Everything of note we know of that's coming in October, including the returns of "Loki", "The Gilded Age", "Big Mouth", "Upload", and more.
Dune: Part One, the first part of a planned two-part adaptation of the novel by Frank Herbert, featuring an ensemble cast including Timothée Chalamet, Josh Brolin, Zendaya, and Jason Momoa, and directed by acclaimed Canadian director Denis Villeneuve, was released by Warner Bros. Pictures in North American theatres on Friday, October 22, 2021.
In Canada, the film was initially available only in theatres. Although the film also had a limited-time streaming release on HBO Max in the United States starting on October 22, this did not apply in Canada.
However, on March 18, 2022, Dune became available to stream on Bell Media's Crave subscription streaming service.
Before this, in early December, Canadians became able to watch Dune at home via premium digital rental (initially for $24.99 for 48 hours) or purchase (for around $29.99) through the following retailers. As of early April 2022, only the digital purchase option remains available, at a slightly reduced price of $24.99 (prices are before sales taxes, and may vary slightly by retailer; rentals may become available again at a later date):
- Amazon Prime Video
- Apple TV / iTunes Store
- Cineplex Store
- Google Play Movies & TV
- Microsoft Movies & TV
- YouTube Movies
- Cable or fibre TV service provider video-on-demand services (on set-top boxes), with providers including Bell, Rogers, Cogeco, SaskTel, Shaw, Telus, and Vidéotron
Note that the Denis Villeneuve film should not be confused with the 1984 David Lynch film, which is is also available on Crave as of this writing.
I saw American ads saying Dune would be on HBO Max, why wasn't anything like that available here?
In the U.S., Dune was part of Warner Bros.' "Same Day Premieres" distribution model for late 2020 and 2021 releases which began with Wonder Woman 1984, and continued with films like Godzilla vs. Kong and In the Heights, in which WB theatrical films have had a day-and-date release on sibling streaming service HBO Max, and are then made available for streaming for no extra charge to subscribers on that service for 31 days after release. This window ended on November 22.
However, this streaming release did not apply in Canada, where HBO Max is not available. Even in other parts of the world where HBO Max has launched more recently like Latin America, to our knowledge Warner Bros. did not extend that sort of offer.
We have discussed this situation further in the past, like in our post about Wonder Woman 1984, but in short, because HBO Max is part of the same corporate group as Warner Bros., parent company WarnerMedia can move these films around more easily in the U.S., and doing so has helped with the company's long-term goal of growing HBO Max.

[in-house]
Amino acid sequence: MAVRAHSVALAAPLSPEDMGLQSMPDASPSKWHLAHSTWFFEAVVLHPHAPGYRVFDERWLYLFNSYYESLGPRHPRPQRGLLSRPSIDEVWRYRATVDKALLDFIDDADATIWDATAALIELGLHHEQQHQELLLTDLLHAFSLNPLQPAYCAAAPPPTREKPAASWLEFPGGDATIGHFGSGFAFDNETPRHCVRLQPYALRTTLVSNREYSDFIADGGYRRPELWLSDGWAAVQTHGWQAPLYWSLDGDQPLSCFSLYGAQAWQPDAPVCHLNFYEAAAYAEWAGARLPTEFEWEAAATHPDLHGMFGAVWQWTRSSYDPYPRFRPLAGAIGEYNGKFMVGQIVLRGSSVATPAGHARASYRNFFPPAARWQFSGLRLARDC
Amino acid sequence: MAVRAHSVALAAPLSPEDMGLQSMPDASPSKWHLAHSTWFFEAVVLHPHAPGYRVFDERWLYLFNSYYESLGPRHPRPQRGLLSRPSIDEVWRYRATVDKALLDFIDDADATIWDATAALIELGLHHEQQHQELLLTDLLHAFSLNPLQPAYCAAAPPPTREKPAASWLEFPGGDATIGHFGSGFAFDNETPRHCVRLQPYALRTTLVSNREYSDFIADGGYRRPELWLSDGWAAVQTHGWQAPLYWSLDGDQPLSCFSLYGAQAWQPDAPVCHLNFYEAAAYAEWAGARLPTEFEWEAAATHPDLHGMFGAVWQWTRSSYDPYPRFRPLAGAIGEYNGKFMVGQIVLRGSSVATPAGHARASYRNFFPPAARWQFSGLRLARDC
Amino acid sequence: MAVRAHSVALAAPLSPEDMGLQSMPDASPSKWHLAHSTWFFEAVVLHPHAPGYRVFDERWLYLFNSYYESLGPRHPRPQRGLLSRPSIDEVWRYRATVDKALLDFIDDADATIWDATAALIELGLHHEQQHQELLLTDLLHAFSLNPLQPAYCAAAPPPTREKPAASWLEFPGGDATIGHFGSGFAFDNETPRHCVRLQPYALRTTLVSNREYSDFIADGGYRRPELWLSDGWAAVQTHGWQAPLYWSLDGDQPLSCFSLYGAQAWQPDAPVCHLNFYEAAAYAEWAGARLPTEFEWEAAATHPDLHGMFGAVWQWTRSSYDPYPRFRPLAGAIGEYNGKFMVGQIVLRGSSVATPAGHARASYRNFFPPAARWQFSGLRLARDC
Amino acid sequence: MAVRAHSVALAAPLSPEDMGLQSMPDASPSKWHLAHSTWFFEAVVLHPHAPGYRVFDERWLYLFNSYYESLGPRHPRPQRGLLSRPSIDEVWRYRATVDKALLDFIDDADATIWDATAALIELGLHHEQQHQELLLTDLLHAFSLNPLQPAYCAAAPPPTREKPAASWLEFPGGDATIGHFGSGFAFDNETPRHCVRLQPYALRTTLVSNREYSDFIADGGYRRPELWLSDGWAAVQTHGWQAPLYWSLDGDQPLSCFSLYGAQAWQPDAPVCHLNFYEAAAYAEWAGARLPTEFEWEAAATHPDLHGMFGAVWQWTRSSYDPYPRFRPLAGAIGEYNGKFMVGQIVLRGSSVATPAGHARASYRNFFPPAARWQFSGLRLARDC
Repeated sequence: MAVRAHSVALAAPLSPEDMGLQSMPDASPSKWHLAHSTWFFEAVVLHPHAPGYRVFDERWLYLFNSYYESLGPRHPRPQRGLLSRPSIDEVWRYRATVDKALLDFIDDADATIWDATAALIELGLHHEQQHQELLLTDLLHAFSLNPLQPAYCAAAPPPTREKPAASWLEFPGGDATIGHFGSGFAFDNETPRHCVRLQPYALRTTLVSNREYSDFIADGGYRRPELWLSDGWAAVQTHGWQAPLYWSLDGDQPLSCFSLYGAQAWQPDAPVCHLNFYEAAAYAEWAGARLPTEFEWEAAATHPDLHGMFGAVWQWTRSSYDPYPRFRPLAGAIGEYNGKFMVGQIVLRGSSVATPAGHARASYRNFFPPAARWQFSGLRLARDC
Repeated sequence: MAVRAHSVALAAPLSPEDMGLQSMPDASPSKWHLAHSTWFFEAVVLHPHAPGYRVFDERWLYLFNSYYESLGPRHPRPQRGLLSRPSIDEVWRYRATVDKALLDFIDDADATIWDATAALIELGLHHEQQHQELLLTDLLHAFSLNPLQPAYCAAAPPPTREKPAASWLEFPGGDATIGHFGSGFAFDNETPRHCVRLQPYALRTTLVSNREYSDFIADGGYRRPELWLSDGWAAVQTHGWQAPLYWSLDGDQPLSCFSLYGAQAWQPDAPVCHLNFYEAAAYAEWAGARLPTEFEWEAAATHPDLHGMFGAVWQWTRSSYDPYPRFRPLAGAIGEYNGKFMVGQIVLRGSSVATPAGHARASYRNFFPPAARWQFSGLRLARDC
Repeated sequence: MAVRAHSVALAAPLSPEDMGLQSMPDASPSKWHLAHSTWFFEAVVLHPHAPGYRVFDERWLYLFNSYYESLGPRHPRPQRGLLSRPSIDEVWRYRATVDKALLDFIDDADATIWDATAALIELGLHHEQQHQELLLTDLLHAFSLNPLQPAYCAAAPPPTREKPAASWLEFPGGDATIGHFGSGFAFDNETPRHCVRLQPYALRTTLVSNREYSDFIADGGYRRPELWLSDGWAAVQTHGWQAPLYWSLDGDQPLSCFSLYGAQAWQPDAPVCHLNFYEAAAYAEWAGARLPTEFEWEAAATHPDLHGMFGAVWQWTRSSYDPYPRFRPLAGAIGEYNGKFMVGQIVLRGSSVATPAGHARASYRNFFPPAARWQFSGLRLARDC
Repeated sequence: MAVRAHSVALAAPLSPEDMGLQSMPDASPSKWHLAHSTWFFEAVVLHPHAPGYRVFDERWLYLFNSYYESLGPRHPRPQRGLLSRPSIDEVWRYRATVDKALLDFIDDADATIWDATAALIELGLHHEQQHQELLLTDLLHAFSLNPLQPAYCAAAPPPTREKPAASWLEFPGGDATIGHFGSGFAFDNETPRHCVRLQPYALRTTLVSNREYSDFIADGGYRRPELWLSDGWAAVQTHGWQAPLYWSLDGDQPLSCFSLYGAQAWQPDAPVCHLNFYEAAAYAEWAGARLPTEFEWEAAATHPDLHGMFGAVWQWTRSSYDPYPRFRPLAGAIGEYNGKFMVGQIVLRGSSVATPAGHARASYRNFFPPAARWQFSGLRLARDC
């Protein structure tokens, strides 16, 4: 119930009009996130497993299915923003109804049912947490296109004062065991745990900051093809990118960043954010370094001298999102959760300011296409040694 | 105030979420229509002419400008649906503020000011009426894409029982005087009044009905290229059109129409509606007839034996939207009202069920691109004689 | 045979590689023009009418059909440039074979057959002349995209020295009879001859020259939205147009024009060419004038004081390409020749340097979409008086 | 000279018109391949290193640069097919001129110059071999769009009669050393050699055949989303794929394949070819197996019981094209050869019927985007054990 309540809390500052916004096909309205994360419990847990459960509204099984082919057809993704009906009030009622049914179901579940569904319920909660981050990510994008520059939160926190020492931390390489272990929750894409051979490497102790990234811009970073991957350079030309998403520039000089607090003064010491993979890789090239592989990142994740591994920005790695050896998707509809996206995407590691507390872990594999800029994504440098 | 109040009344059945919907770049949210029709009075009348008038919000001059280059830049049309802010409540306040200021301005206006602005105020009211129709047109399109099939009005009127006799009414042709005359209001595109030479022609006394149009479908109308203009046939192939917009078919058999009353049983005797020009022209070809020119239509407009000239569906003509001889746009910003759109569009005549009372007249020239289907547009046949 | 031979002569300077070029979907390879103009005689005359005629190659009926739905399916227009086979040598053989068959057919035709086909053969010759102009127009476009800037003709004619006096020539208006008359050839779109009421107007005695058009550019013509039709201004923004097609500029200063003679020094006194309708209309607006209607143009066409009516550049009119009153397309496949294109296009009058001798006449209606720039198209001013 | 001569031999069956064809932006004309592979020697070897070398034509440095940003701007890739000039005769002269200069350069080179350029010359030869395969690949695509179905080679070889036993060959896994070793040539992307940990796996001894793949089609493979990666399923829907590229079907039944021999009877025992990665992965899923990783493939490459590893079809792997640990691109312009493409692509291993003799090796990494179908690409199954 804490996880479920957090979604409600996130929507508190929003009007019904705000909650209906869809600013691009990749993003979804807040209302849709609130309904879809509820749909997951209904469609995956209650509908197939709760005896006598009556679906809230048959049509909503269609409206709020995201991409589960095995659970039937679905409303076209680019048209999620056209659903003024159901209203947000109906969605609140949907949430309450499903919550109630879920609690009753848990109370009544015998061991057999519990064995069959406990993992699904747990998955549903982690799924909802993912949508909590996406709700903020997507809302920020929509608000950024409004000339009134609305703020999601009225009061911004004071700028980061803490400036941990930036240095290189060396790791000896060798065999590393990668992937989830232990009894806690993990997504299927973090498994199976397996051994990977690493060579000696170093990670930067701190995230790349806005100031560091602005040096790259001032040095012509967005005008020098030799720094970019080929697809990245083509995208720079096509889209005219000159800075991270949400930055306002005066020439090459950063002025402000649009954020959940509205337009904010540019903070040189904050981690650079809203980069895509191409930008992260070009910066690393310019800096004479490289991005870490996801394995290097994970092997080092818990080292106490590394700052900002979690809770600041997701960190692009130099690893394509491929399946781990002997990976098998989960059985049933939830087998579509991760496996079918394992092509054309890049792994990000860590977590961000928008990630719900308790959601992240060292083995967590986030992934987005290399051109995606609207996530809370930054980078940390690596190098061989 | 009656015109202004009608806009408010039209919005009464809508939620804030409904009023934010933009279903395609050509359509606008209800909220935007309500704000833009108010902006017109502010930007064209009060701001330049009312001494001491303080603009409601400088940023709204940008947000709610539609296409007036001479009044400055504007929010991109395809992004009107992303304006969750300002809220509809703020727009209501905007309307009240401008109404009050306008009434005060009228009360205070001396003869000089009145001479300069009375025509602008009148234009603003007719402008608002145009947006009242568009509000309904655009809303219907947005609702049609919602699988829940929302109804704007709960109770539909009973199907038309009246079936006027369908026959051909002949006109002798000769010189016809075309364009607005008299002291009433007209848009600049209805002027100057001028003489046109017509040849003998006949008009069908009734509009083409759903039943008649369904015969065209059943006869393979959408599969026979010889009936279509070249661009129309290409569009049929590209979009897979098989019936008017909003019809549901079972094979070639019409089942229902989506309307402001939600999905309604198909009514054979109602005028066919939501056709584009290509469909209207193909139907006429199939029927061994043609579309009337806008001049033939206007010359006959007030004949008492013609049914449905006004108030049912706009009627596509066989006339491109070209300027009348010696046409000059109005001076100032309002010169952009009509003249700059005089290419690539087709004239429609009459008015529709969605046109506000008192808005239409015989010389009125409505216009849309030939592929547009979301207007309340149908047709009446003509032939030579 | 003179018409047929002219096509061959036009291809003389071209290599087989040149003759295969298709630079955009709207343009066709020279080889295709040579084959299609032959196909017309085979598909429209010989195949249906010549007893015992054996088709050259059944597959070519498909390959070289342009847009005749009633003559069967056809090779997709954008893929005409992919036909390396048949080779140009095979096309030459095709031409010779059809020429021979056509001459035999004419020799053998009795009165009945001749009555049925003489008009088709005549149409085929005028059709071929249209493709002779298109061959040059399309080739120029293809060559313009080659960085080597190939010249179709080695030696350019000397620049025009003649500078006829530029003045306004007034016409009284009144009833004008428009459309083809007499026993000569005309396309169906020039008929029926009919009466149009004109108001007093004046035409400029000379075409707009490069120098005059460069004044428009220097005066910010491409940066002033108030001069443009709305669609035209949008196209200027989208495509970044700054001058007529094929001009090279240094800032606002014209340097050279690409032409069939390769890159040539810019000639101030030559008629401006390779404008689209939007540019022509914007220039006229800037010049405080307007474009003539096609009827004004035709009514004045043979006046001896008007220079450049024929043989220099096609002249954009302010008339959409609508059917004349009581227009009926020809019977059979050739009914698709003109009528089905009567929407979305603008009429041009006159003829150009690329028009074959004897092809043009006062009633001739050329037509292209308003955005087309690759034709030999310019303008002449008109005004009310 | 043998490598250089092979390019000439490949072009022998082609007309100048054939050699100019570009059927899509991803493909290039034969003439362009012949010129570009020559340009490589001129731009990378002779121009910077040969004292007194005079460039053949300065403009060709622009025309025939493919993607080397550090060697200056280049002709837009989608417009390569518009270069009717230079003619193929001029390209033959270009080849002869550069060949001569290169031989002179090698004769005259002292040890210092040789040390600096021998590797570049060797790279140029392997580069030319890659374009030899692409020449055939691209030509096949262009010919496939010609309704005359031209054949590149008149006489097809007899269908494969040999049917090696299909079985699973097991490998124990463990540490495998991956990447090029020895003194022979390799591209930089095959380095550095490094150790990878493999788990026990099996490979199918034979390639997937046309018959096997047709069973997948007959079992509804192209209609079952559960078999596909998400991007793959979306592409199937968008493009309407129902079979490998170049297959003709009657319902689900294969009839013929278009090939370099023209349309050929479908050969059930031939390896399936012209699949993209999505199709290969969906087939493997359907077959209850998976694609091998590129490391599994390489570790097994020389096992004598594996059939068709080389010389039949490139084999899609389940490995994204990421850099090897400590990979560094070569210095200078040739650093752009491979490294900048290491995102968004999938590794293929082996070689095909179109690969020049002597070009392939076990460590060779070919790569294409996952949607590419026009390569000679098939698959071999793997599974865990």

But HBO Max is not available in Canada, where key programming rights have been sold to domestic services, mainly to Bell Media's Crave – and WarnerMedia does not have the same kind of direct financial incentive to growing Crave's subscription base.
That said, Dune should be covered by a "pay-1" output deal that sends Warner Bros.' first-run films to Crave several months after they begin playing in theatres. Pre-pandemic, WB films were typically made available to Crave about 8-10 months after theatrical release. But given that this schedule has moved up for a number of films starting with WW84 (which arrived on Crave in late May, about five months after release) and has continued for subsequent Warner Bros. films, there was a strong possibility of similar streaming release timing for this film, which would imply streaming availability on Crave in late March 2022.
Indeed, in February, Crave announced on Twitter that it would carry the film starting in March, without specifying the exact date it would be available. Ultimately, Dune became available on Crave on Friday, March 18.
Since late October 2021, Crave has been available in two plans that both include access to the same library of content, including movies: a single-device "mobile" plan that costs $9.99 per month, or $99.99 per year when billed annually; and a multi-screen "total" plan that costs $19.99 per month or $199.99 per year. (All prices are before applicable sales taxes.)
Typically, at some point a little over a year after its initial release on Crave, the streaming rights to Warner Bros. films have moved to rival service Netflix. Assuming this still holds, this move will likely happen sometime in mid-2023.
Why couldn't Canadians watch Dune at home at the same time as in theatres, like some other 2021 releases?
For most Warner Bros. films released in late 2020 and early 2021 while many Canadian theatres were closed, the studio decided to release them in Canada simultaneously in the theatres that were open, and as premium video-on-demand (PVOD) rentals on various platforms. However, this practice was abandoned in August, after cinemas across Canada, including major markets like Toronto, had all been allowed to reopen.
Instead, for Warner Bros. films starting with The Suicide Squad, the studio has maintained theatrical exclusivity for less than two months – a much shorter timeframe than was typical prior to the pandemic. For example, Malignant was released in theatres on September 10, but will became available for digital purchase on October 22, just six weeks later, albeit at the premium price point of $29.99.
Evidently, as discussed above, this practice will continue for other Warner Bros. films for the time being.
- April 3, 2022 – clarify that Dune was indeed released on Crave on March 18
- February 11, 2022 – noting Crave's announcement on social media that it will have the film starting in March
- December 25, 2021 – noted there is now a possibility of streaming availability before March, based on another recent WB film
- December 8, 2021 – updates, including to PVOD availability